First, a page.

Vulnerabilities 2017 : Vulnerabilities
Call For Papers
Call for Papers
6-8 July, 2017
The Silesian Museum, Katowice, Poland
Confirmed Keynote Speakers:
Sharon P. Holland (UNC-Chapel Hill)
Joanna Zylinska (Goldsmiths, University of London)
Bracha Ettinger (European Graduate School)
The trouble with vulnerability is its negativity. Were we to draw on etymology, we’d have to say vulnerability signals lack, deficiency, disability, impairment, mutilation and disfigurement, to name only some of its effects. Along these lines, vulnerability is a wound(ing) that makes the bodies of vulnerability susceptible to (external) intervention or exploitation. While wounding implies at least one more agent apart from the body that sustains it, vulnerability is often taken to reside within this body itself, to constitute its natural disposition, its inherent fault. This often masks the processes, practices and discourses that make bodies (animate and inanimate) and spaces vulnerable. The production of vulnerability is especially pernicious as it seems to partake of the inertia that vulnerability assumes, of the quiet and desired passivity that seems to define the vulnerable. The grammar of vulnerability seems always to render the bearers and wearers of the wounds passive receivers of external harm and injury. It also casts the vulnerable as overpowered because it articulates a ceding to an (external) power to which one (one’s body) yields, a ceding to the workings of the injurious gestures that one is unable to fend off and control. Simultaneously, it assumes beings and spaces able to withstand the pitfalls and identities of the vulnerable: to be vulnerable is already to be or to get attached to particular groups and locations (some are more vulnerable to vulnerability than others) to the extent that some of those (beings and spaces) deemed vulnerable come to be transfigured into the bodies of vulnerability.
And yet, vulnerability can also, and in spite of its negativity, lend itself to other readings and yield other effects, becoming a promising space for re-thinking what togetherness is/might be nowadays. Crudely speaking, if we are vulnerable to a threat as political and cultural subjects, we are ultimately vulnerable to each other as in-dividual and insufficient beings, which makes vulnerability a rather paradoxical metaphor of human and animal existence: as vulnerable as we all are, we somehow have an urge to appease our defect in the very name of vulnerability. May this ontological detour overcome our in-dividualised world(s) and the radical solitude we feel in? Concomitant with insufficiency and injurious conditions but still not devoid of its affirmative potential and, as a result, intertwined with openness as the condition of the relational character of every single being, vulnerability may encourage us to discuss the very character of the ties of friendship, love and community as possible ways of taking on our vulnerability in political, social and private contexts.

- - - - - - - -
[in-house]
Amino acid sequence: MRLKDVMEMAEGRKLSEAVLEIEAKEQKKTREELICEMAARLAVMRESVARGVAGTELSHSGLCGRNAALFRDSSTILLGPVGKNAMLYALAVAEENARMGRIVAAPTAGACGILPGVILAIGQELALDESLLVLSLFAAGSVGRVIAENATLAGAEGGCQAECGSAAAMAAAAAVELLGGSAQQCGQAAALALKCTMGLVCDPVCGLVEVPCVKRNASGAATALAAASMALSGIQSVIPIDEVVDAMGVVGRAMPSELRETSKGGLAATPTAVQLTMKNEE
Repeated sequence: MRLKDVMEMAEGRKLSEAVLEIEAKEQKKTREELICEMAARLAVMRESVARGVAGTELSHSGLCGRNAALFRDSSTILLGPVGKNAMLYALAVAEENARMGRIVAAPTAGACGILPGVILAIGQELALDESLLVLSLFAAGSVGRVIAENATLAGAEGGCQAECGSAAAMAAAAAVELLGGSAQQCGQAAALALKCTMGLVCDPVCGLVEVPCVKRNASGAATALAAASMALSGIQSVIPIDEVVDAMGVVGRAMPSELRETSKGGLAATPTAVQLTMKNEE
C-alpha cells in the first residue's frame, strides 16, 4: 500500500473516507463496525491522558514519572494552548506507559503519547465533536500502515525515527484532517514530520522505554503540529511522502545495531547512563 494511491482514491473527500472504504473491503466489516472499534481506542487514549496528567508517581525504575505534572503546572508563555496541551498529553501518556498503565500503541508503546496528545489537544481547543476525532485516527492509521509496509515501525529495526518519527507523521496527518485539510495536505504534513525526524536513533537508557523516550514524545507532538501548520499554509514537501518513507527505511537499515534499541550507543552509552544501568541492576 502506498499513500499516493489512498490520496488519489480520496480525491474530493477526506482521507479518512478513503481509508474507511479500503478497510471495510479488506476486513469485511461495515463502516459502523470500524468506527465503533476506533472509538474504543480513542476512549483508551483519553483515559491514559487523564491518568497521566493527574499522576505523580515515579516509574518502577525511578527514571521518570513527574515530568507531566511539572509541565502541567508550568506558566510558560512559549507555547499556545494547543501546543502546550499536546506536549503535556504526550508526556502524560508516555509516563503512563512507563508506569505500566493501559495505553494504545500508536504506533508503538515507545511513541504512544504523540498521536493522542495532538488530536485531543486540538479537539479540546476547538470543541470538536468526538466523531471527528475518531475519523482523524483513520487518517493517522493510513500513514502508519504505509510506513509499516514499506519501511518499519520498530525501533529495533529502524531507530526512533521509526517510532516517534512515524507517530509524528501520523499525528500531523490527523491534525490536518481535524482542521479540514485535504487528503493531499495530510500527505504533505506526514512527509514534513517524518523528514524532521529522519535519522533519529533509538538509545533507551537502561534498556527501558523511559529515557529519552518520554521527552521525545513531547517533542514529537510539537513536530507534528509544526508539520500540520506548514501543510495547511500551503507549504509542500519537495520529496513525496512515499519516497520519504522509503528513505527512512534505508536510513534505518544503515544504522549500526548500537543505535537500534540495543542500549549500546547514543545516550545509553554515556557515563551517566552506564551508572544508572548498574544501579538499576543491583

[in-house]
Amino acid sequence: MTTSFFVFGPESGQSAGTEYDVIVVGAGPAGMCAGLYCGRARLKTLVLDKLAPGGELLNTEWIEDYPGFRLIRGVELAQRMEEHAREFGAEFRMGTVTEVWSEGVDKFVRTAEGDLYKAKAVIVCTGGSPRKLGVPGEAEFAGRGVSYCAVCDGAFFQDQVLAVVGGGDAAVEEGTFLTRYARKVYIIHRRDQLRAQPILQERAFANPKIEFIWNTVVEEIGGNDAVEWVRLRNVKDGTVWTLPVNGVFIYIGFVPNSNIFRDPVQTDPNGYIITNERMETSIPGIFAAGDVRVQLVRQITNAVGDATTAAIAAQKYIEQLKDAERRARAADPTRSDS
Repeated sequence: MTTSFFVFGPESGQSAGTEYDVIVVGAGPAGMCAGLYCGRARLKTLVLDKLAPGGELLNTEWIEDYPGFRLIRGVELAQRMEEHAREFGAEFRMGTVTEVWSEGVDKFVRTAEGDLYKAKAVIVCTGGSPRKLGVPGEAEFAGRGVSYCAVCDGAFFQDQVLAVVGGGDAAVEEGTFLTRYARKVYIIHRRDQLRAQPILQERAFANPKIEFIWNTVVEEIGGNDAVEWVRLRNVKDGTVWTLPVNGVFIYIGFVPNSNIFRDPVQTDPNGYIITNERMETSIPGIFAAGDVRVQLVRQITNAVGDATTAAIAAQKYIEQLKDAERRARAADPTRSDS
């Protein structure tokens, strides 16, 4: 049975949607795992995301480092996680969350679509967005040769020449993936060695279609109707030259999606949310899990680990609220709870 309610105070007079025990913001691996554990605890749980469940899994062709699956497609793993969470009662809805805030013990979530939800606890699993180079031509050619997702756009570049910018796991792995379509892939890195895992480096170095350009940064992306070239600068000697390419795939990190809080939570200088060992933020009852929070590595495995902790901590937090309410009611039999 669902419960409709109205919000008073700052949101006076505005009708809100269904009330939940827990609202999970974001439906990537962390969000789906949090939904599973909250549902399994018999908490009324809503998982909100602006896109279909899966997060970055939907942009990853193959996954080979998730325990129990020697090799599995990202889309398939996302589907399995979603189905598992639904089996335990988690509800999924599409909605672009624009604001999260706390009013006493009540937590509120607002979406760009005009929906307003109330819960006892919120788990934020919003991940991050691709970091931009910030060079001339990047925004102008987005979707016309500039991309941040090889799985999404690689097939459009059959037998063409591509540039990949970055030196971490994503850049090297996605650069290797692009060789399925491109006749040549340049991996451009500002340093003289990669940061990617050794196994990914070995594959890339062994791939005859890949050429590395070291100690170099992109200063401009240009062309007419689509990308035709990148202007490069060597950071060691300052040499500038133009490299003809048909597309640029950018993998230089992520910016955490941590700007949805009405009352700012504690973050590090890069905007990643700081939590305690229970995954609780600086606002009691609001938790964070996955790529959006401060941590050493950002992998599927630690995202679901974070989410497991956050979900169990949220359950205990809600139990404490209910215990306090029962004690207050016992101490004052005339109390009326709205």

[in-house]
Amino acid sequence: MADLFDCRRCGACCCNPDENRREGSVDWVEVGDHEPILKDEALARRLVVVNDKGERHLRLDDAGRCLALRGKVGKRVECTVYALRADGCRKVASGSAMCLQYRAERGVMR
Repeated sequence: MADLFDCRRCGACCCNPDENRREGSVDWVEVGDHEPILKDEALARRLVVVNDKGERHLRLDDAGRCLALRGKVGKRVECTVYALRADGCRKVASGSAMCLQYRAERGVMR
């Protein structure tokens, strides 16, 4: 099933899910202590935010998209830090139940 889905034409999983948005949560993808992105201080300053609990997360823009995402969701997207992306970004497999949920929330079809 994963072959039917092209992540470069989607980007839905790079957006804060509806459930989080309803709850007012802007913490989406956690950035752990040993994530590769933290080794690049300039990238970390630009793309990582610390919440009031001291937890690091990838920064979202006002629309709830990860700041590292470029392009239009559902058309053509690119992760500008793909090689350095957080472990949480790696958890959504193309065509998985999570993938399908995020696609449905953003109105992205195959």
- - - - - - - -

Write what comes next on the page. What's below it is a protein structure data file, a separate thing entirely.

The disparate meanings and possible readings of vulnerability open up a richly critical horizon in which to ask about the collective and individual bodies of vulnerability and the collective and individual lives it, variously, fosters, mars, brings into being or organizes into communities of love and/or friendship. The deliberately plural form of the usually singular “vulnerability” is meant to summon up the various inflections of what is meant by the concept, its possible deployments and effects, and its political and ethical potential in the production of narratives and lives of togetherness.
The conference aims to pose the following questions:
Can vulnerability be theorized/imagined in ways that do not always and necessarily turn it into a call for intervention and protection(ism)?
Can vulnerability be salvaged from its biopolitical mantle and transcend the negative that defines it?
Can vulnerability work to script other kinds of narrative that subvert or sidestep the victim/saviour scenarios?
Can vulnerability be seen as a site of action?
Can vulnerability be mobilized to counter our political (and poetic) attachments to the catastrophic?
Can vulnerability be(come) a site for the creation and cultivation of solidarity?
Can vulnerability be salvaged from neoliberal economies, their pecuniary deployments and their practices of purveyance?
Can vulnerability be a space of affirmation?
Can vulnerability overcome solitude as a salient though latent feature of today’s individualised world?
Can vulnerability be a scene of new forms of community as being together or being with?
Can vulnerability be seen as an inexorable condition of human and animal existence, a condition which makes us love and/or befriend.
Can vulnerability inform us about non-human forms of life?
Finally, can vulnerability be(come) invulnerable?
We welcome papers that engage, in critical and novel ways, with any of the above questions. Please send 300-word proposals for 20-minute papers and a short bio to firstname.lastname@example.org by 19 February, 2017. Accepted speakers will be notified by 21 Februry, 2017.
The conference is co-organized by the Institute of Romance Languages and Translations Studies (University of Silesia, Katowice) and the Silesian Museum (Katowice).